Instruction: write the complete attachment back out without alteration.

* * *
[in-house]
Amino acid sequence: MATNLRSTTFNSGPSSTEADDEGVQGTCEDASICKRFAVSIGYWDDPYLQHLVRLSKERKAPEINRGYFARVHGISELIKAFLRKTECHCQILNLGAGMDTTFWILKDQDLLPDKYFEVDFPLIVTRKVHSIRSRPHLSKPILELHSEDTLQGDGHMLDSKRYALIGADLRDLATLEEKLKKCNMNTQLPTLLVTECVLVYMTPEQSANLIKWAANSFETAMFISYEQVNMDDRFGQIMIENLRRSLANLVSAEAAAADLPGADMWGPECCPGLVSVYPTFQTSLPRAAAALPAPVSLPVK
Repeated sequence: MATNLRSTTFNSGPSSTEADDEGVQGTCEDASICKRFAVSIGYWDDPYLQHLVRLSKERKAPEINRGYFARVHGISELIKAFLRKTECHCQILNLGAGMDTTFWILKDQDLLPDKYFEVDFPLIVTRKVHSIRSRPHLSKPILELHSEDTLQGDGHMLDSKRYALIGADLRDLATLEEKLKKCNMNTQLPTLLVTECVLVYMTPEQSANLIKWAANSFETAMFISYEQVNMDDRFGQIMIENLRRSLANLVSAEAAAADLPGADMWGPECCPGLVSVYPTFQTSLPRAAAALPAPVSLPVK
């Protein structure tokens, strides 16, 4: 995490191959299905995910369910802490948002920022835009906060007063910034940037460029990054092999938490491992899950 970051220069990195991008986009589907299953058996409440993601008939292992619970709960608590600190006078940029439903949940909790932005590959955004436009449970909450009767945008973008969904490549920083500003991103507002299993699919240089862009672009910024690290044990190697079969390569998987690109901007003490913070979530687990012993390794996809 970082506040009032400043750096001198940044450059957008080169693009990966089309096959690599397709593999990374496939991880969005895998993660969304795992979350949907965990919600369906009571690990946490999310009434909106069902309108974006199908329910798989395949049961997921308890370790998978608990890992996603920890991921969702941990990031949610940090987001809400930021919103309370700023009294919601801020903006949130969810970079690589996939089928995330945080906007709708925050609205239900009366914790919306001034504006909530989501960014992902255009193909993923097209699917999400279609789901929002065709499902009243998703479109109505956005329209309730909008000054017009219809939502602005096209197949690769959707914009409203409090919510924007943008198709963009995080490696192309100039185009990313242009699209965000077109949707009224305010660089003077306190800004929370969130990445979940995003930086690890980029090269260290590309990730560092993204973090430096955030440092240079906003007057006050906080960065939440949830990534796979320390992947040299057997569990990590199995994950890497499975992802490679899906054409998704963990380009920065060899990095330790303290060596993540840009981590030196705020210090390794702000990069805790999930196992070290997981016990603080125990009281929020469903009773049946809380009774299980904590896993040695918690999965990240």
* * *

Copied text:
[in-house]
Amino acid sequence: MATNLRSTTFNSGPSSTEADDEGVQGTCEDASICKRFAVSIGYWDDPYLQHLVRLSKERKAPEINRGYFARVHGISELIKAFLRKTECHCQILNLGAGMDTTFWILKDQDLLPDKYFEVDFPLIVTRKVHSIRSRPHLSKPILELHSEDTLQGDGHMLDSKRYALIGADLRDLATLEEKLKKCNMNTQLPTLLVTECVLVYMTPEQSANLIKWAANSFETAMFISYEQVNMDDRFGQIMIENLRRSLANLVSAEAAAADLPGADMWGPECCPGLVSVYPTFQTSLPRAAAALPAPVSLPVK
Repeated sequence: MATNLRSTTFNSGPSSTEADDEGVQGTCEDASICKRFAVSIGYWDDPYLQHLVRLSKERKAPEINRGYFARVHGISELIKAFLRKTECHCQILNLGAGMDTTFWILKDQDLLPDKYFEVDFPLIVTRKVHSIRSRPHLSKPILELHSEDTLQGDGHMLDSKRYALIGADLRDLATLEEKLKKCNMNTQLPTLLVTECVLVYMTPEQSANLIKWAANSFETAMFISYEQVNMDDRFGQIMIENLRRSLANLVSAEAAAADLPGADMWGPECCPGLVSVYPTFQTSLPRAAAALPAPVSLPVK
């Protein structure tokens, strides 16, 4: 995490191959299905995910369910802490948002920022835009906060007063910034940037460029990054092999938490491992899950 970051220069990195991008986009589907299953058996409440993601008939292992619970709960608590600190006078940029439903949940909790932005590959955004436009449970909450009767945008973008969904490549920083500003991103507002299993699919240089862009672009910024690290044990190697079969390569998987690109901007003490913070979530687990012993390794996809 970082506040009032400043750096001198940044450059957008080169693009990966089309096959690599397709593999990374496939991880969005895998993660969304795992979350949907965990919600369906009571690990946490999310009434909106069902309108974006199908329910798989395949049961997921308890370790998978608990890992996603920890991921969702941990990031949610940090987001809400930021919103309370700023009294919601801020903006949130969810970079690589996939089928995330945080906007709708925050609205239900009366914790919306001034504006909530989501960014992902255009193909993923097209699917999400279609789901929002065709499902009243998703479109109505956005329209309730909008000054017009219809939502602005096209197949690769959707914009409203409090919510924007943008198709963009995080490696192309100039185009990313242009699209965000077109949707009224305010660089003077306190800004929370969130990445979940995003930086690890980029090269260290590309990730560092993204973090430096955030440092240079906003007057006050906080960065939440949830990534796979320390992947040299057997569990990590199995994950890497499975992802490679899906054409998704963990380009920065060899990095330790303290060596993540840009981590030196705020210090390794702000990069805790999930196992070290997981016990603080125990009281929020469903009773049946809380009774299980904590896993040695918690999965990240």